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food-question-markAs if trans fats aren’t bad enough as it is, now they could be making us forgetful? That’s what researchers from the University of California San Diego determined recently after completing a study that included nearly 700 men age 20 and older.

The more dietary trans fats they consumed each day, the more difficulty they had with memory—specifically, word memory. Those who ate the most trans fats (about 15 grams per day) recalled approximately 0.76 fewer words, which translated to about 11 or 12 fewer words out of a total of 86. That’s about a 10% drop in memory, researchers point out.

In addition, there was evidence to support an association between higher trans fat consumption and worse memory performance in young adults, said lead author Dr. Beatrice Golomb in a recent article. She added that this was an important point because those are often key “career-building” years.

As to why or how trans fats affect memory, researchers speculate the unhealthy fats may infiltrate healthy cells—including brain cells—and disrupt their function, but more research is planned to support this theory. Findings from the UCSD study were presented last month at the American Heart Association conference in Chicago.

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Nowadays more and more Americans are reading the Nutrition Facts labels found on foods and beverages—but what if we weren’t getting the whole truth?

Even as the U.S. Food and Drug Administration is working toward a label makeover to help provide consumers with more clarity about the foods they are eating, a new report from the Centers for Disease Control and Prevention (CDC) reveals that many processed foods claiming to be free of harmful trans fats actually are not.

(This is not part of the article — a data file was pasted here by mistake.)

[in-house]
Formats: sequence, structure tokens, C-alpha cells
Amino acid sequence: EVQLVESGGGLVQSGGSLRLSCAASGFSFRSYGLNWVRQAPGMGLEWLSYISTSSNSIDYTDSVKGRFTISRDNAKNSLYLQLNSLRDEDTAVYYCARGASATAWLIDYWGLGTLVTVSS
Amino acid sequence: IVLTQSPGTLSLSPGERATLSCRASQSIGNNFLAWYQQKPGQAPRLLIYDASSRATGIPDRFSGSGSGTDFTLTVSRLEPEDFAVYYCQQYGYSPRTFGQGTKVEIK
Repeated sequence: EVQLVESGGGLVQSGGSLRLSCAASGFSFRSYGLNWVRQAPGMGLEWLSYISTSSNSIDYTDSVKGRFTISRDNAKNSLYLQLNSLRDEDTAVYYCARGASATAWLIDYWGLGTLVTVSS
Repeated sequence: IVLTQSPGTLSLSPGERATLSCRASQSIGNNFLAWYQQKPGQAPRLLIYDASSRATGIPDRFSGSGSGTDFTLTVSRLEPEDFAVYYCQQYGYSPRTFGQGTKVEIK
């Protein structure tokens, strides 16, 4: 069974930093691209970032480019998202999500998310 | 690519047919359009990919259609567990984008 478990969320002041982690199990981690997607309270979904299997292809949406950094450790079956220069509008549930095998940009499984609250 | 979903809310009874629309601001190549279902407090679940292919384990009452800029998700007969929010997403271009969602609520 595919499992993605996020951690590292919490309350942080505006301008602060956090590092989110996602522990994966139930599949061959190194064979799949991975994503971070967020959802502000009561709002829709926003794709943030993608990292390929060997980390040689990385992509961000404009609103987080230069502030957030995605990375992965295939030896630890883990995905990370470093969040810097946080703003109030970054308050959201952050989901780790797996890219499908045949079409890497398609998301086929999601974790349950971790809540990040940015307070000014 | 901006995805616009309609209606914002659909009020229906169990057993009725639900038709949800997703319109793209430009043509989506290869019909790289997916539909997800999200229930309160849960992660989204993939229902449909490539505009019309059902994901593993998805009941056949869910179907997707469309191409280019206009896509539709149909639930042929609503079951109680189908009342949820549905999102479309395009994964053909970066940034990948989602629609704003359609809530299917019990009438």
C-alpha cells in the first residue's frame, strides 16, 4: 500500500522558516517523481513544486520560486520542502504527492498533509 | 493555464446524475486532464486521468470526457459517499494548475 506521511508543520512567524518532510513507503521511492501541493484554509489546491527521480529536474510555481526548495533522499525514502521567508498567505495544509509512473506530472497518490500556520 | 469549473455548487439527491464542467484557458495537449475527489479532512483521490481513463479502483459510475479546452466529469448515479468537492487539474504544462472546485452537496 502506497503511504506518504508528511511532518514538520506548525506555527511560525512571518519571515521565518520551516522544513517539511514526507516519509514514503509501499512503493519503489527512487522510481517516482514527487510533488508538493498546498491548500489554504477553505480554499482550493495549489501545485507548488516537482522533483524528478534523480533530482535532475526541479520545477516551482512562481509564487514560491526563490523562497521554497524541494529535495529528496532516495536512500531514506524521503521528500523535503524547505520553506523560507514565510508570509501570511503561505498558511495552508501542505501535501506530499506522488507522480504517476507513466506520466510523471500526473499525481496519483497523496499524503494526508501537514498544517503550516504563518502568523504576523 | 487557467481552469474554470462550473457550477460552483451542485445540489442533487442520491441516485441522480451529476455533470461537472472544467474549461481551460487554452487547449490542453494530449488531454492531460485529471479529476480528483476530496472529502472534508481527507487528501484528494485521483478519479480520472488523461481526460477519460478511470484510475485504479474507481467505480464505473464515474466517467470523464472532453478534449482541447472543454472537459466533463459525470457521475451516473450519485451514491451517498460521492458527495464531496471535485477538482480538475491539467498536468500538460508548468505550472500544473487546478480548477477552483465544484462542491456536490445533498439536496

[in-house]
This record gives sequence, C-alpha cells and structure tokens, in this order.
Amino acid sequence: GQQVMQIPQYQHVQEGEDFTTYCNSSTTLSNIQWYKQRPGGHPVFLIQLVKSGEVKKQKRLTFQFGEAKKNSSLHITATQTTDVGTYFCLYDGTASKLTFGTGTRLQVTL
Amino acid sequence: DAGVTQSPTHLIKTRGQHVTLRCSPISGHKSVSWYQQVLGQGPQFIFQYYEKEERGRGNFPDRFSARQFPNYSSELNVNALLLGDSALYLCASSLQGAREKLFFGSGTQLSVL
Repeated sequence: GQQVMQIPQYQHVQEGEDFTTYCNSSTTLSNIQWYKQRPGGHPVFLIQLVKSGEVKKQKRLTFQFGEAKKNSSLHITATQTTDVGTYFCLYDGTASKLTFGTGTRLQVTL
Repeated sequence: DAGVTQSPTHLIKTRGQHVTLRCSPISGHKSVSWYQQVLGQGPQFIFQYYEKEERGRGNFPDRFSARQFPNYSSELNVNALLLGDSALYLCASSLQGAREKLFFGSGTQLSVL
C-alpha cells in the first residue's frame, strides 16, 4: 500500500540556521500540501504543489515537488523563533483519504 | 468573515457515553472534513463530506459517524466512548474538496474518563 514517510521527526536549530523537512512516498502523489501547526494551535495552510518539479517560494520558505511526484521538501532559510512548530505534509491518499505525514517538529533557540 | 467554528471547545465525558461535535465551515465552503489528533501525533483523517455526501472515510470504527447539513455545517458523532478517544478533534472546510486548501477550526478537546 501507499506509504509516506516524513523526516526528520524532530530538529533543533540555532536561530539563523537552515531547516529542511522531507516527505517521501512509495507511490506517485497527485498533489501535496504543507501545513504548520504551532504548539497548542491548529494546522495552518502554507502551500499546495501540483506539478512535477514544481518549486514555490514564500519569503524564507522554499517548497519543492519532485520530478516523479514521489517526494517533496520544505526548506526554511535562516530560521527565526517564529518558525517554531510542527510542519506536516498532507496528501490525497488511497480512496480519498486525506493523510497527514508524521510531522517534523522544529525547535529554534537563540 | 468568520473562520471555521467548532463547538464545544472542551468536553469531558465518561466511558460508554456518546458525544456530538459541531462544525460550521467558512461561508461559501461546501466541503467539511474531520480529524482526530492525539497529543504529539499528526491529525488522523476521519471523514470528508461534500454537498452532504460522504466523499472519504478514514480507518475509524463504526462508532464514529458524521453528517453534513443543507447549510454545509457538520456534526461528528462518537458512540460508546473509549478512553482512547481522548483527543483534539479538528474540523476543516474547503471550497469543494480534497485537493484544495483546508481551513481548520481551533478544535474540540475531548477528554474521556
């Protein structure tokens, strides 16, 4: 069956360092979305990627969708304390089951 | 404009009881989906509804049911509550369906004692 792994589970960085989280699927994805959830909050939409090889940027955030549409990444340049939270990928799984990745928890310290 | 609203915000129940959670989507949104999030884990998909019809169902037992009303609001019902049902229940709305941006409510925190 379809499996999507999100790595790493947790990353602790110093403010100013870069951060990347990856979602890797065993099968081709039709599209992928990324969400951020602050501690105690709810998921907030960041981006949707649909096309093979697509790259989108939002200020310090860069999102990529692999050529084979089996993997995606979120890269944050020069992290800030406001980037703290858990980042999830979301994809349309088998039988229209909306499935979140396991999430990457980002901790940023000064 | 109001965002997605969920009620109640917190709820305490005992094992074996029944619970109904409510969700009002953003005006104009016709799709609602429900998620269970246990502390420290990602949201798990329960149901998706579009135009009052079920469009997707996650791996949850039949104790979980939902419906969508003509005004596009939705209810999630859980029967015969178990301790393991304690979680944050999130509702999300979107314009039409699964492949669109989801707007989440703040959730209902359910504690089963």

CDC experts analyzed more than 4,300 popular packaged foods available in grocery stores and found that 9 percent of the food items contained trans fats even though 84 percent claimed they were either “trans fat-free” or contained “0 grams of trans fat.” The reason has to do with the fact that manufacturers are allowed to round down anything less than 0.5 g of trans fat, which means consumers may be eating the unhealthy fats even when they think they aren’t.

Despite their harmful effects on human health, trans fats can still be found in many commonly bought products—including pre-packaged snack foods such as cookies, crackers and chips, as well as in microwave popcorn, cake mixes and frostings, packaged pudding, pie crusts, pancake and waffle mixes, non-dairy creamer, margarine and many frozen foods (including frozen pizza).

Based on their findings, researchers believe that not only should health officials do a better job of restricting trans fats in food products, but that yes—food labels need to be much clearer when it comes to representing the true amount as well as the health risks associated with trans fats.

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